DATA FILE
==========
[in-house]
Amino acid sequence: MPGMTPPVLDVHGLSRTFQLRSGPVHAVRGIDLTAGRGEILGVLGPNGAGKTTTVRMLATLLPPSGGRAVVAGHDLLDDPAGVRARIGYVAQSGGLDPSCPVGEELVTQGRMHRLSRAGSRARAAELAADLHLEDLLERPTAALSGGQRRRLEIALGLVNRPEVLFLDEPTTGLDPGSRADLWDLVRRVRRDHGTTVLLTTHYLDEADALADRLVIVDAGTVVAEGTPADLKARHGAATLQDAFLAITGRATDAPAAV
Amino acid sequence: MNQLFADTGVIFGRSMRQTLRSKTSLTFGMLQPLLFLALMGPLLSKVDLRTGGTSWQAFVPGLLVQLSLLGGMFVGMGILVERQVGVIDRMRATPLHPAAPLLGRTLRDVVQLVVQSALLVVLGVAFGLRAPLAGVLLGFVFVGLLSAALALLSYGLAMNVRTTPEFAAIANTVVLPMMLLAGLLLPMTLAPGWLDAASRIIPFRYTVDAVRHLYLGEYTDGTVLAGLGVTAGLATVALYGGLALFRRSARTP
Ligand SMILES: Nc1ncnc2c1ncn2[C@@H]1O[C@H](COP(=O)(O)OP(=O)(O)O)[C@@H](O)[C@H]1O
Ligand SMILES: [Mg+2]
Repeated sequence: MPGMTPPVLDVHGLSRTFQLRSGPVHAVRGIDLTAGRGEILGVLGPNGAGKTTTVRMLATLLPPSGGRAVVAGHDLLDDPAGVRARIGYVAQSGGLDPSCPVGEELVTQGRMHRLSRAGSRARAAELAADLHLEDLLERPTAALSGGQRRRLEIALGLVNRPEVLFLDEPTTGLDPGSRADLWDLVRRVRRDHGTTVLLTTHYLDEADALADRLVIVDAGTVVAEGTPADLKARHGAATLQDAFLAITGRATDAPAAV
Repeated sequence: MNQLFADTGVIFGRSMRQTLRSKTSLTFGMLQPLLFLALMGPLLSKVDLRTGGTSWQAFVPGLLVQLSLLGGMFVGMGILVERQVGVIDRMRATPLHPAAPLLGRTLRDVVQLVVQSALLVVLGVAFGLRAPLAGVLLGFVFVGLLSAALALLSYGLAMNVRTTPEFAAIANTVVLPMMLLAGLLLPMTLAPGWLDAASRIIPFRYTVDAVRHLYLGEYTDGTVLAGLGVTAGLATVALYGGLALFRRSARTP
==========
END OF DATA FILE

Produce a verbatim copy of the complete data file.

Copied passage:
[in-house]
Amino acid sequence: MPGMTPPVLDVHGLSRTFQLRSGPVHAVRGIDLTAGRGEILGVLGPNGAGKTTTVRMLATLLPPSGGRAVVAGHDLLDDPAGVRARIGYVAQSGGLDPSCPVGEELVTQGRMHRLSRAGSRARAAELAADLHLEDLLERPTAALSGGQRRRLEIALGLVNRPEVLFLDEPTTGLDPGSRADLWDLVRRVRRDHGTTVLLTTHYLDEADALADRLVIVDAGTVVAEGTPADLKARHGAATLQDAFLAITGRATDAPAAV
Amino acid sequence: MNQLFADTGVIFGRSMRQTLRSKTSLTFGMLQPLLFLALMGPLLSKVDLRTGGTSWQAFVPGLLVQLSLLGGMFVGMGILVERQVGVIDRMRATPLHPAAPLLGRTLRDVVQLVVQSALLVVLGVAFGLRAPLAGVLLGFVFVGLLSAALALLSYGLAMNVRTTPEFAAIANTVVLPMMLLAGLLLPMTLAPGWLDAASRIIPFRYTVDAVRHLYLGEYTDGTVLAGLGVTAGLATVALYGGLALFRRSARTP
Ligand SMILES: Nc1ncnc2c1ncn2[C@@H]1O[C@H](COP(=O)(O)OP(=O)(O)O)[C@@H](O)[C@H]1O
Ligand SMILES: [Mg+2]
Repeated sequence: MPGMTPPVLDVHGLSRTFQLRSGPVHAVRGIDLTAGRGEILGVLGPNGAGKTTTVRMLATLLPPSGGRAVVAGHDLLDDPAGVRARIGYVAQSGGLDPSCPVGEELVTQGRMHRLSRAGSRARAAELAADLHLEDLLERPTAALSGGQRRRLEIALGLVNRPEVLFLDEPTTGLDPGSRADLWDLVRRVRRDHGTTVLLTTHYLDEADALADRLVIVDAGTVVAEGTPADLKARHGAATLQDAFLAITGRATDAPAAV
Repeated sequence: MNQLFADTGVIFGRSMRQTLRSKTSLTFGMLQPLLFLALMGPLLSKVDLRTGGTSWQAFVPGLLVQLSLLGGMFVGMGILVERQVGVIDRMRATPLHPAAPLLGRTLRDVVQLVVQSALLVVLGVAFGLRAPLAGVLLGFVFVGLLSAALALLSYGLAMNVRTTPEFAAIANTVVLPMMLLAGLLLPMTLAPGWLDAASRIIPFRYTVDAVRHLYLGEYTDGTVLAGLGVTAGLATVALYGGLALFRRSARTP